Last year, the B.C. government made landmark investments in child care, reducing costs for tens of thousands of families. And, those in $10-a-day prototypes — 2,500 spaces throughout the province — are finally experiencing truly affordable child care.
However, too many families are still desperate for access to quality, licensed child care.
Lower fees don’t help parents whose children remain on long wait lists, which is inevitable given that B.C. only has licensed spaces for 18 per cent of young children. A recent poll conducted for the $10aDay Campaign showed that 70 per cent of parents who sought child care delayed returning to work after parental leave because it wasn’t available.
In its unprecedented investment, the provincial government addressed this supply problem by earmarking funding for 22,000 new licensed child-care spaces by 2020/21, but the vast majority are yet to open.
That delay is because the current B.C. government inherited a space creation approach that does not work. It relies on individual child-care providers applying for government grants to help develop new facilities. Many private providers then own the facilities that taxpayers helped buy.
Uptake of these grants has been limited, as few providers have the time, expertise or resources to build quality spaces. Imagine if we relied on grants to fund public schools, expecting groups of parents or teachers to demonstrate the need, find the location, oversee construction and raise additional capital funds.
To quickly meet the needs of B.C. families we need to rethink how we fund new spaces and invest in publicly owned child-care facilities. The partnership announced Thursday between the province and the City of Vancouver leads the way. It is a three-year, multi-facility agreement to create 2,300 new publicly owned child-care spaces in public facilities. The agreement leverages Vancouver’s decades-long commitment to and expertise in child-care development.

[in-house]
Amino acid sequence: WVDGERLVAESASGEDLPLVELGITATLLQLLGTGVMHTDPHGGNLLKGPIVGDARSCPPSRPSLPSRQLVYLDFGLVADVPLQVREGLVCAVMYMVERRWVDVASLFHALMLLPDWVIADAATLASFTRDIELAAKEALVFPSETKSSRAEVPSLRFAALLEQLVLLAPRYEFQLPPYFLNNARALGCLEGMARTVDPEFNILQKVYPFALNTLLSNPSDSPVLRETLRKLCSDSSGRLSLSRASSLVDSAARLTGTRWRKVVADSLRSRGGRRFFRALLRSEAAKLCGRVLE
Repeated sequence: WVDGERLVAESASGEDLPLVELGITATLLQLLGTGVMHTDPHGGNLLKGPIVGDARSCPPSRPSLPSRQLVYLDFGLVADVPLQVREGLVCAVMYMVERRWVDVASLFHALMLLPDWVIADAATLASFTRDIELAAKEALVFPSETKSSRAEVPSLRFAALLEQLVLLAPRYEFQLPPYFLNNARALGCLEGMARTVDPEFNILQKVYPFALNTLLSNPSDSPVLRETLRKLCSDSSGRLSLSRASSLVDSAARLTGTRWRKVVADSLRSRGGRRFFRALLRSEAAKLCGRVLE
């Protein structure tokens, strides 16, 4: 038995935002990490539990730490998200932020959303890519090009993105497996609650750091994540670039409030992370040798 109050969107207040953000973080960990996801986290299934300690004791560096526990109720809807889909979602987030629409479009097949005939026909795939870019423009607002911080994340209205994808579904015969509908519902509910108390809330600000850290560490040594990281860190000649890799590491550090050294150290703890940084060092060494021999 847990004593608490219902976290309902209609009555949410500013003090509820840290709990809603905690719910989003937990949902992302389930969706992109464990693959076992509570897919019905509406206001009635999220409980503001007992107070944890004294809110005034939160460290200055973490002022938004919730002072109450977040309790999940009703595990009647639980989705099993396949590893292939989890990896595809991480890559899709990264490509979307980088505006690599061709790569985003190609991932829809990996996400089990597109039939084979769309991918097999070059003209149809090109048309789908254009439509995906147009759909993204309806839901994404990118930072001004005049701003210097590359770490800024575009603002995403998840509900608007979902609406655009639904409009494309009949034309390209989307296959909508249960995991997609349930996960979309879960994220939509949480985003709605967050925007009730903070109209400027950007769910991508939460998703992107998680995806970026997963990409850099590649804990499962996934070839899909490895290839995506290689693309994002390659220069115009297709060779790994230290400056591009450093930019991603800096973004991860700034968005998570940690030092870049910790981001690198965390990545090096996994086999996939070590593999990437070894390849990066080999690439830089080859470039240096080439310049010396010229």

To build on this approach provincewide, government needs to plan and fund child-care facilities just like they do for schools.
Like schools, child-care facilities are a crucial part of our community infrastructure and government should play a leadership role in creating them. This would allow for proper capacity planning, create quality spaces faster and more affordably and ensure that public investments create public — not private — assets. In fact, B.C. cannot transform the existing patchwork of child-care services into a coherent quality system without a capital plan and budget for child-care expansion plus additional investments to recruit and retain well-qualified, fairly compensated educators to staff the system.
As an immediate next step, the provincial government should invest in custom-designed, high-quality modular child-care facilities and locate them on public land around B.C. Planning must be done with local communities to address areas of highest need first.
Investing in quality, universal child care is a smart use of public resources that will have ripple effects across B.C.’s economy. These benefits, however, will only be fully realized once we create enough spaces for all families that need them.
The good news is that B.C. is in a great position to make new strategic capital investments in public child care.
Our provincial debt is low relative to the size of our economy and we have room to significantly increase public investment in public assets. With debt-service costs at historic lows, now is the perfect time to introduce a new child-care capital budget to fund a large public child-care expansion.